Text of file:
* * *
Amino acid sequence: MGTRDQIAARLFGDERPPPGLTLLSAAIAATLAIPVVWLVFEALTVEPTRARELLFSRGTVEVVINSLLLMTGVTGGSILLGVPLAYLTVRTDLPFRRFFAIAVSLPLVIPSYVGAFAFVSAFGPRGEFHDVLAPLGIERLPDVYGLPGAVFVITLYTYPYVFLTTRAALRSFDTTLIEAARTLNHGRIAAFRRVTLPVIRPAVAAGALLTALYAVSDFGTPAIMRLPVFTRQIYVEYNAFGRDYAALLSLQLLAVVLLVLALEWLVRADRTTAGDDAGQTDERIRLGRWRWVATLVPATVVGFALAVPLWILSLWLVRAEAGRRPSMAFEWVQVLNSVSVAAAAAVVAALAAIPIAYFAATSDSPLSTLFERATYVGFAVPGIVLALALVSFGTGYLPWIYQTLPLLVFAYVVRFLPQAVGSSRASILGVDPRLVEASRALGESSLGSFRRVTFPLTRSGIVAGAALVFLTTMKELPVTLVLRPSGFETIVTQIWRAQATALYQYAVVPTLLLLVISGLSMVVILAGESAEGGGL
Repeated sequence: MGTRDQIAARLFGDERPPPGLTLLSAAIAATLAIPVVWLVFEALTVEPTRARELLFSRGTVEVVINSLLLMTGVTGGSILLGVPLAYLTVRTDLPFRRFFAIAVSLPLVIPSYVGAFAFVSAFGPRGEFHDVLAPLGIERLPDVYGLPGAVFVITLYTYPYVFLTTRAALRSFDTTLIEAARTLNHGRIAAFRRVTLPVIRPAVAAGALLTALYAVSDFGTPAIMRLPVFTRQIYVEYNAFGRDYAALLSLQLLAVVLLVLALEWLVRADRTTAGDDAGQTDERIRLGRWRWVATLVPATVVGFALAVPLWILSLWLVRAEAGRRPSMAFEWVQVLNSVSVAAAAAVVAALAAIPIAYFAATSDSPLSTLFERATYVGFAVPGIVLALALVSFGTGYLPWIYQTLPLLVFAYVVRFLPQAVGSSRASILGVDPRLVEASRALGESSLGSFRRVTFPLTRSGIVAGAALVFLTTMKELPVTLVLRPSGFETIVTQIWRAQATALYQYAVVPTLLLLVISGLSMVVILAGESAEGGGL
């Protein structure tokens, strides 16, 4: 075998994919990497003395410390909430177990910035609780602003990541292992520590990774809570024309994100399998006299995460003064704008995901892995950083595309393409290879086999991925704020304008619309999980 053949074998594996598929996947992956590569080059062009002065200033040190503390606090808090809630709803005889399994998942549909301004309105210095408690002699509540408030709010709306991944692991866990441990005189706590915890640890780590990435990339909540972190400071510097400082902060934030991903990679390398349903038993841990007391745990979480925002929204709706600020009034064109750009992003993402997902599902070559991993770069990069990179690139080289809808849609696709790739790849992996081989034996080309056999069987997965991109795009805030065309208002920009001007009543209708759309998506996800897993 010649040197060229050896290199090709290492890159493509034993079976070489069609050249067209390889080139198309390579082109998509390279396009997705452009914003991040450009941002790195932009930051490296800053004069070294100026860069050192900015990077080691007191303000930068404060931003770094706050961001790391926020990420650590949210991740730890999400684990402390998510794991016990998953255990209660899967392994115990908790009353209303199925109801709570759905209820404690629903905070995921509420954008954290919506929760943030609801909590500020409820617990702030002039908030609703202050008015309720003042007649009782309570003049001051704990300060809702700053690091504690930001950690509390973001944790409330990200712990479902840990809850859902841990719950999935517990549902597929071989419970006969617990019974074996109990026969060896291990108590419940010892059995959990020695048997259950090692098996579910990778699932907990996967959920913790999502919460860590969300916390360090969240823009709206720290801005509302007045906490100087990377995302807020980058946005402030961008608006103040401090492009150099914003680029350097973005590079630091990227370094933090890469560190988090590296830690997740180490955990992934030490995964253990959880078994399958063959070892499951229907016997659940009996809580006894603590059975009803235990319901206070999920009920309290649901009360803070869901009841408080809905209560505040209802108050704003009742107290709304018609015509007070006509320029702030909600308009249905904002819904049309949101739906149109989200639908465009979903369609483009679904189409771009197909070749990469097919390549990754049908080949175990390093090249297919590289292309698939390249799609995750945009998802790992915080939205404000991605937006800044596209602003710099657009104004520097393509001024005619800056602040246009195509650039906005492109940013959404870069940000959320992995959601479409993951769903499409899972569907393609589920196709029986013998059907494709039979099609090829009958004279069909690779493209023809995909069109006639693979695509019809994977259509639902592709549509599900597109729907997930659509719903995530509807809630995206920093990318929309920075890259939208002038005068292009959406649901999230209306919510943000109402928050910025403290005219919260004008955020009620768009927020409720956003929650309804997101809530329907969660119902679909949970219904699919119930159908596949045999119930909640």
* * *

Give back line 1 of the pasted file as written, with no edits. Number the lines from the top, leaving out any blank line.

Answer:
Amino acid sequence: MGTRDQIAARLFGDERPPPGLTLLSAAIAATLAIPVVWLVFEALTVEPTRARELLFSRGTVEVVINSLLLMTGVTGGSILLGVPLAYLTVRTDLPFRRFFAIAVSLPLVIPSYVGAFAFVSAFGPRGEFHDVLAPLGIERLPDVYGLPGAVFVITLYTYPYVFLTTRAALRSFDTTLIEAARTLNHGRIAAFRRVTLPVIRPAVAAGALLTALYAVSDFGTPAIMRLPVFTRQIYVEYNAFGRDYAALLSLQLLAVVLLVLALEWLVRADRTTAGDDAGQTDERIRLGRWRWVATLVPATVVGFALAVPLWILSLWLVRAEAGRRPSMAFEWVQVLNSVSVAAAAAVVAALAAIPIAYFAATSDSPLSTLFERATYVGFAVPGIVLALALVSFGTGYLPWIYQTLPLLVFAYVVRFLPQAVGSSRASILGVDPRLVEASRALGESSLGSFRRVTFPLTRSGIVAGAALVFLTTMKELPVTLVLRPSGFETIVTQIWRAQATALYQYAVVPTLLLLVISGLSMVVILAGESAEGGGL